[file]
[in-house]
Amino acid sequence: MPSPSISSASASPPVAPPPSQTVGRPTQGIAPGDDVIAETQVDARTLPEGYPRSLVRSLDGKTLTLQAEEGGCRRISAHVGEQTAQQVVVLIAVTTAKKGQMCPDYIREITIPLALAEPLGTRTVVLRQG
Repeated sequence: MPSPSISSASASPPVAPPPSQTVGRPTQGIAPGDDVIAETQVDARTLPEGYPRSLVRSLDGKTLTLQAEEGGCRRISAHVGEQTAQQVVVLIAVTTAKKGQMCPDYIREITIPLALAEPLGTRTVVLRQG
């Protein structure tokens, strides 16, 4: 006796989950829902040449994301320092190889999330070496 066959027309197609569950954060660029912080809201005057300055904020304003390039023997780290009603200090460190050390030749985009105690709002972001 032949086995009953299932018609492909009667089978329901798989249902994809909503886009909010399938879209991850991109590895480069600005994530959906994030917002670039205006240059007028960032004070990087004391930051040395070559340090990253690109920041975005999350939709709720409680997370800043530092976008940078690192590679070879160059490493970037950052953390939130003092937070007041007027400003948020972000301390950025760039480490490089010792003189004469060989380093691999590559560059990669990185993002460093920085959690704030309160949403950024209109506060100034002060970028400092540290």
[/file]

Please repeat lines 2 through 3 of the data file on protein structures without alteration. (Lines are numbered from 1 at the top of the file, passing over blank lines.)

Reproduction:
Amino acid sequence: MPSPSISSASASPPVAPPPSQTVGRPTQGIAPGDDVIAETQVDARTLPEGYPRSLVRSLDGKTLTLQAEEGGCRRISAHVGEQTAQQVVVLIAVTTAKKGQMCPDYIREITIPLALAEPLGTRTVVLRQG
Repeated sequence: MPSPSISSASASPPVAPPPSQTVGRPTQGIAPGDDVIAETQVDARTLPEGYPRSLVRSLDGKTLTLQAEEGGCRRISAHVGEQTAQQVVVLIAVTTAKKGQMCPDYIREITIPLALAEPLGTRTVVLRQG